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A National Survey of Surgical Antibiotic Prophylaxis in Turkey

Published online by Cambridge University Press:  02 January 2015

Salih Hosoglu
Affiliation:
Dicle University Hospital, Diyarbakir, Turkey
Mustafa Sunbul
Affiliation:
Ondokuz Mayis University Hospital, Samsun, Turkey
Serpil Erol
Affiliation:
Ataturk University Hospital, Erzurum, Turkey
Mustafa Altindis
Affiliation:
Kocatepe University Hospital, Afyon, Turkey
Rahmet Caylan
Affiliation:
Farabi Hospital, Trabzon, Turkey
Kutbettin Demirdag
Affiliation:
Firat University Hospital, Elazig, Turkey
Hasan Ucmak
Affiliation:
Dicle University Hospital, Diyarbakir, Turkey
Havva Mendes
Affiliation:
Dicle University Hospital, Diyarbakir, Turkey
Mehmet Faruk Geyik
Affiliation:
Dicle University Hospital, Diyarbakir, Turkey
Huseyin Turgut
Affiliation:
Pamukkale University Hospital, Denizli, Turkey
Sibel Gundes
Affiliation:
Kocaeli University Hospital, Kocaeli, Turkey
Elif Kartal Doyuk
Affiliation:
Osman Gazi University Hospital, Eskisehir, Turkey
Mustafa Aldemir
Affiliation:
Dicle University Hospital, Diyarbakir, Turkey
Ali ihsan Dokucu
Affiliation:
Dicle University Hospital, Diyarbakir, Turkey

Abstract

Objective:

To assess the quality of antibiotic prophylaxis for clean and clean-contaminated elective surgical procedures.

Design:

A cross-sectional, country-wide survey.

Setting:

Thirty-six hospitals in 12 cities in Turkey.

Participants:

Four hundred thirty-nine surgeons from 6 different specialties who performed selected procedures of interest.

Methods:

A random sample of surgeons from different hospitals was selected. A standardized data collection form was used to record the type of procedure, the names, doses, timing of the first doses, and duration of antibiotics, important decisive factors, and problems in the management of prophylactic antibiotic use for surgical procedures.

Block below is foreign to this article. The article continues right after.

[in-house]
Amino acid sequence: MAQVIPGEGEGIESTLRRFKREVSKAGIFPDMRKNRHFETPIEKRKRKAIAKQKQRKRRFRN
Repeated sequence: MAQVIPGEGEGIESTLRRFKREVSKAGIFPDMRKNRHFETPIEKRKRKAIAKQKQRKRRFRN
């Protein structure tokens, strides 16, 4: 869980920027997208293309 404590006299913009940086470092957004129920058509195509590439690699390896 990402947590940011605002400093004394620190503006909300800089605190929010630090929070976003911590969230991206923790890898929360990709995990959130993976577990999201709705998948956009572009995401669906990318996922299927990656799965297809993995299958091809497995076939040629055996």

Results:

Fifty-five percent of surgeons addressed completed the survey. For clean-contaminated procedures, 6% of surgeons did not use antibiotic prophylaxis, whereas 88% used more than a single dose. Inappropriate antibiotics were chosen for 32% of procedures. In 39% of procedures, the first dose of antibiotics was not administered during induction of anesthesia. Duration of prophylaxis was longer than 24 hours in 80% and longer than 48 hours in 46% of all procedures. Only 112 surgeons (26%) were using definitely appropriate prophylaxis in all ways. Multivariate analysis revealed that surgeons in university hospitals (OR, 2.353; CI95, 1.426–3.884; P = .001) and general surgeons (OR, 4.986; CI95, 2.890–8.604; P < .001) used antibiotic prophylaxis more appropriately. Patients not covered by health insurance (OR, 0.417; CI95, 0.225–0.772; P < .001) were associated with inappropriate prophylaxis.

Conclusion:

Given the high frequency of antibiotics prescribed for surgical prophylaxis in Turkey, adherence to surgical prophylaxis guidelines is urgently needed.

Type
Original Articles
Copyright
Copyright © The Society for Healthcare Epidemiology of America 2003

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